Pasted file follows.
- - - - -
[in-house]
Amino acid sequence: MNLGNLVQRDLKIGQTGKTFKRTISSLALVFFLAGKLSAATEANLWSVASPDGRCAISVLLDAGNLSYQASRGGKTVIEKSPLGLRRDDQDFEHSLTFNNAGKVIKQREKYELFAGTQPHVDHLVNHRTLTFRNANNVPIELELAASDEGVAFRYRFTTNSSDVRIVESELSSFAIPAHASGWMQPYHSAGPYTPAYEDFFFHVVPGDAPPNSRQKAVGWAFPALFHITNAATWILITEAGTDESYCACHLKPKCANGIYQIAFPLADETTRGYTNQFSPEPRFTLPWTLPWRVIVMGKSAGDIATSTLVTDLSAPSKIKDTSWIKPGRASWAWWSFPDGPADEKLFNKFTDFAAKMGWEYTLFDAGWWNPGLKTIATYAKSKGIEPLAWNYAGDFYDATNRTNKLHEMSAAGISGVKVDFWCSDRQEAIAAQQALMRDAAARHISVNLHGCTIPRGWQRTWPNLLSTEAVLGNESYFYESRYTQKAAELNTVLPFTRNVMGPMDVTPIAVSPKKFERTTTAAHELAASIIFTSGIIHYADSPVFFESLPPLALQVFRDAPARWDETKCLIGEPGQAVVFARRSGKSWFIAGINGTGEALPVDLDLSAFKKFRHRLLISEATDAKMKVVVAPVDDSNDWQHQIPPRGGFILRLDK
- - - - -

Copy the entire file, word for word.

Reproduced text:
[in-house]
Amino acid sequence: MNLGNLVQRDLKIGQTGKTFKRTISSLALVFFLAGKLSAATEANLWSVASPDGRCAISVLLDAGNLSYQASRGGKTVIEKSPLGLRRDDQDFEHSLTFNNAGKVIKQREKYELFAGTQPHVDHLVNHRTLTFRNANNVPIELELAASDEGVAFRYRFTTNSSDVRIVESELSSFAIPAHASGWMQPYHSAGPYTPAYEDFFFHVVPGDAPPNSRQKAVGWAFPALFHITNAATWILITEAGTDESYCACHLKPKCANGIYQIAFPLADETTRGYTNQFSPEPRFTLPWTLPWRVIVMGKSAGDIATSTLVTDLSAPSKIKDTSWIKPGRASWAWWSFPDGPADEKLFNKFTDFAAKMGWEYTLFDAGWWNPGLKTIATYAKSKGIEPLAWNYAGDFYDATNRTNKLHEMSAAGISGVKVDFWCSDRQEAIAAQQALMRDAAARHISVNLHGCTIPRGWQRTWPNLLSTEAVLGNESYFYESRYTQKAAELNTVLPFTRNVMGPMDVTPIAVSPKKFERTTTAAHELAASIIFTSGIIHYADSPVFFESLPPLALQVFRDAPARWDETKCLIGEPGQAVVFARRSGKSWFIAGINGTGEALPVDLDLSAFKKFRHRLLISEATDAKMKVVVAPVDDSNDWQHQIPPRGGFILRLDK